Tag Archives: dogs

The ebook of “What The Dog Said” is 50% off through the end of June

what the dog said cover of book

Life is messy business, and that’s just fine with humor columnist Joanne Brokaw. For almost a decade, she’s been musing on life’s ups, downs and inbetweens, taking readers on a journey filled with laughter, dog hair and even a few tears. From her heartwrenching chance encounter with a soldier in an airport to her confession as an office supply addict, from parenting advice to holiday observations penned by Bandit, her blogging Border Collie, Brokaw invites readers to join her again in the mundane (but often hilarious) mishaps and adventures of everyday life

In celebration of the 20th anniversary of my 30th birthday, my publisher, WordCrafts Press, is offering the ebook version of my book What The Dog Said for just $2.99 through the end of June. That’s 50% off the cover price.

What The Dog Said is available at Amazon.com, BarnesandNoble.com and everywhere else you purchase ebooks. The paperback is also available online at Amazon and B&N. If you’re in Rochester, NY, you can purchase it at:

Penfield Veterinary Hospital
1672 Penfield Rd
Rochester, NY 14625
(585) 381-2441

A portion of the royalties from every book sale benefits Rochester Hope For Pets.

If you’re any good at math you’ve figured out now that I just turned 50. If you aren’t good at math, my series of posts, “50 thoughts on turning 50″ should have given you another clue. Either way, check out my June column in Refreshed Magazine, where friends who celebrated their 50th birthday before I did shared some words of wisdom.

 

Another rant about off leash dogs and I ponder why the leash lawbreakers get to run the show

The dog owner is barely visible in the picture, far to the right. That's as close as she got to her dog, which was roaming loose in the cemetery.

The dog has finally left us alone and gone to sniff the wreaths. The dog’s owner is barely visible in the picture, far to the right. That’s as close as she got to her dog, which was roaming around off leash.

Disclaimer: I am about to rant. And rant in a way that you may think is petty. If you think I’m petty then this post is probably meant for you. 

So I’m at White Haven today, in the “Little Lambs” section, pondering the graves of the three infant children of a couple named Michael and Molly Nier, whose  infant daughter and two infant sons died within a three year period, when I hear a woman’s voice behind me say something that sounds like, “Uh oh”.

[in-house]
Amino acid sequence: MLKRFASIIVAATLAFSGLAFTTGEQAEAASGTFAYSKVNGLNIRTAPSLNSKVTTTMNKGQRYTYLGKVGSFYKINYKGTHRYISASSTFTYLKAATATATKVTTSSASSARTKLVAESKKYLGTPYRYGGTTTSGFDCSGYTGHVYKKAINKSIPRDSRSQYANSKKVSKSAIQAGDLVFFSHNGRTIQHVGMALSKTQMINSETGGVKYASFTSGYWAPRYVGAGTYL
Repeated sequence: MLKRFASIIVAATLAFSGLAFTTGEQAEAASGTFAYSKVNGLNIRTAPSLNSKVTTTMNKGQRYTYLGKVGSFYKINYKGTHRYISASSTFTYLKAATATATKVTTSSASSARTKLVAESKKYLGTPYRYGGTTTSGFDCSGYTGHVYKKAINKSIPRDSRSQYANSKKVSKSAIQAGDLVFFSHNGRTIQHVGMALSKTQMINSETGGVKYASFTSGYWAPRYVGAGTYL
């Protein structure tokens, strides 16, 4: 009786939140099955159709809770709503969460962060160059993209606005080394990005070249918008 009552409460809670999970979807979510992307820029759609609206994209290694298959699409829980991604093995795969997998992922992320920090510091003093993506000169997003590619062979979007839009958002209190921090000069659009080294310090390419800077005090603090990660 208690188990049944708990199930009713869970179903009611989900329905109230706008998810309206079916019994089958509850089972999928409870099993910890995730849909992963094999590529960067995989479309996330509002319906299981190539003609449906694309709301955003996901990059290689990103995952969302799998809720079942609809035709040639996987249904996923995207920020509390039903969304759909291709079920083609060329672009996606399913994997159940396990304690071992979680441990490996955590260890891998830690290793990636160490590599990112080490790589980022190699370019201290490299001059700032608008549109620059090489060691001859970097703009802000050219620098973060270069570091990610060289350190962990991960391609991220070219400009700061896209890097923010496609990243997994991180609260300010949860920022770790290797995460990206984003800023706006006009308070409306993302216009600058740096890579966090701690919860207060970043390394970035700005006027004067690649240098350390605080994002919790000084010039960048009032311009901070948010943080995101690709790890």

I love walking in this particular cemetery, because it’s safe and quiet and solemn. I like the tranquility. I think, I pray, I write in my head. I read the headstones and talk to the cemetery workers. I listen to the birds and take pictures of the foliage. It’s a little sanctuary. And the best part is that I can walk Bailey there with relative assurance that we’re not going to be surprised by other dog walkers. It’s not the case with the other places where I can walk Bandit.

Bailey, in case you don’t know, has some reactivity issues with other dogs. As in, if approached by a strange dog she may react in a way that causes harm to the other dog or anyone trying to separate them. It’s a behavior problem we’ve worked with in training, and we have learned to manage the situations as well as help her learn how to manage her impulses. She’s made incredible progress. I mean, really incredible. And now she even does really well in organized situations with other dogs. She can go to classes with other dogs. She can meet another dog nicely and then we do a  quick “break!” and she comes back nicely. We always work on this with another behavior-savvy dog owner whose dog is on leash.

Notice that I say “organized” situations. Surprises, like a strange dog bounding at us from out the blue? Not such a happy scenerio.  Bailey can start out happy and wiggling her butt with joy, but in an instant things can go very, very wrong, and if the other dog is off leash, there’s no way to call it off Bailey.

Translation: when my dog is on leash, I have control over her. When your dog is off leash, you not only can’t control your dog but you cause major problems for me.  Because at no time do I ever have any control over your dog.

Which is why walking at White Haven is so great for both dogs. It’s really close to home, so I can take one dog for a walk, then go home and switch. (Yes, Bailey’s issues extend to her brother Bandit. They are always separated by gates in our house. They can walk perfectly fine together as long as one person walks one dog and they don’t have to ride together in the car.) There are very few places in this cemetery where we can’t see into the distance, giving me a chance to avoid funerals, other walkers, and one maintenance golf cart that for some reason Bailey really doesn’t like. Bandit? No problems walking anywhere. You just have to make sure he doesn’t pee on everything in sight.